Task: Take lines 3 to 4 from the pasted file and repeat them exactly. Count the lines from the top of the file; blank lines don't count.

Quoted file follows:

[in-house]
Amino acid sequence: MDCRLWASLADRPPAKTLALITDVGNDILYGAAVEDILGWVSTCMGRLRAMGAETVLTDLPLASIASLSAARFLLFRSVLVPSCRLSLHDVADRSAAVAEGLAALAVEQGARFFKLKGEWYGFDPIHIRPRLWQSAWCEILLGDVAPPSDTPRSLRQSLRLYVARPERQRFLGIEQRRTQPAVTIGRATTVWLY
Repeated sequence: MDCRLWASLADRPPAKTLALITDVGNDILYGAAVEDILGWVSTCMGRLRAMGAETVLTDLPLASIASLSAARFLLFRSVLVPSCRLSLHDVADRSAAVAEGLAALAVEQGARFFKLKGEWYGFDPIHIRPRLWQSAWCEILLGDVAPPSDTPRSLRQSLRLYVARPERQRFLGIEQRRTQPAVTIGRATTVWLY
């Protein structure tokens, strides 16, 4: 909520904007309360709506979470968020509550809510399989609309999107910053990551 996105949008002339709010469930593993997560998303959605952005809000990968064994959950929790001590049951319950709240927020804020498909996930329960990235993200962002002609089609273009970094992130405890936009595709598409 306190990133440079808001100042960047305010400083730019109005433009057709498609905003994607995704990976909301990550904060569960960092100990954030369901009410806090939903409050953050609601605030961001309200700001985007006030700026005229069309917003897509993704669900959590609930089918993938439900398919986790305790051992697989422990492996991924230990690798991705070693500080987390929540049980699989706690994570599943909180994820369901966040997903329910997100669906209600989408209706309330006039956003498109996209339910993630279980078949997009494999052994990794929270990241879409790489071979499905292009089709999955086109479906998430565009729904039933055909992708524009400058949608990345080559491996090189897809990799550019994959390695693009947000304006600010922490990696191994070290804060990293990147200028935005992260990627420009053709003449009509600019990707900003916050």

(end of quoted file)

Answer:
Repeated sequence: MDCRLWASLADRPPAKTLALITDVGNDILYGAAVEDILGWVSTCMGRLRAMGAETVLTDLPLASIASLSAARFLLFRSVLVPSCRLSLHDVADRSAAVAEGLAALAVEQGARFFKLKGEWYGFDPIHIRPRLWQSAWCEILLGDVAPPSDTPRSLRQSLRLYVARPERQRFLGIEQRRTQPAVTIGRATTVWLY
């Protein structure tokens, strides 16, 4: 909520904007309360709506979470968020509550809510399989609309999107910053990551 996105949008002339709010469930593993997560998303959605952005809000990968064994959950929790001590049951319950709240927020804020498909996930329960990235993200962002002609089609273009970094992130405890936009595709598409 306190990133440079808001100042960047305010400083730019109005433009057709498609905003994607995704990976909301990550904060569960960092100990954030369901009410806090939903409050953050609601605030961001309200700001985007006030700026005229069309917003897509993704669900959590609930089918993938439900398919986790305790051992697989422990492996991924230990690798991705070693500080987390929540049980699989706690994570599943909180994820369901966040997903329910997100669906209600989408209706309330006039956003498109996209339910993630279980078949997009494999052994990794929270990241879409790489071979499905292009089709999955086109479906998430565009729904039933055909992708524009400058949608990345080559491996090189897809990799550019994959390695693009947000304006600010922490990696191994070290804060990293990147200028935005992260990627420009053709003449009509600019990707900003916050």